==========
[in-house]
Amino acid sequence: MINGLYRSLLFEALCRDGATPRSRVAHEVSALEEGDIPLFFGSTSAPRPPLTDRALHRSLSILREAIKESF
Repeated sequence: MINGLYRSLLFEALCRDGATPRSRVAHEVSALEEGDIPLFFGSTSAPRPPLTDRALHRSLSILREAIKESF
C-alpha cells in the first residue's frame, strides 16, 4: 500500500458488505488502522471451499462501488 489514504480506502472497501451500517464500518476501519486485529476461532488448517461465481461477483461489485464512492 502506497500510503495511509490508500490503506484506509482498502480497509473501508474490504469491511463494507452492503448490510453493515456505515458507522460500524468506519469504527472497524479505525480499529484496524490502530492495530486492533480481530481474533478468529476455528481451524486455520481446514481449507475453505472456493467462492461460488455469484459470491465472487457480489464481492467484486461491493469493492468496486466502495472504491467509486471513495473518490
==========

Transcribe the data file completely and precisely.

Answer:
[in-house]
Amino acid sequence: MINGLYRSLLFEALCRDGATPRSRVAHEVSALEEGDIPLFFGSTSAPRPPLTDRALHRSLSILREAIKESF
Repeated sequence: MINGLYRSLLFEALCRDGATPRSRVAHEVSALEEGDIPLFFGSTSAPRPPLTDRALHRSLSILREAIKESF
C-alpha cells in the first residue's frame, strides 16, 4: 500500500458488505488502522471451499462501488 489514504480506502472497501451500517464500518476501519486485529476461532488448517461465481461477483461489485464512492 502506497500510503495511509490508500490503506484506509482498502480497509473501508474490504469491511463494507452492503448490510453493515456505515458507522460500524468506519469504527472497524479505525480499529484496524490502530492495530486492533480481530481474533478468529476455528481451524486455520481446514481449507475453505472456493467462492461460488455469484459470491465472487457480489464481492467484486461491493469493492468496486466502495472504491467509486471513495473518490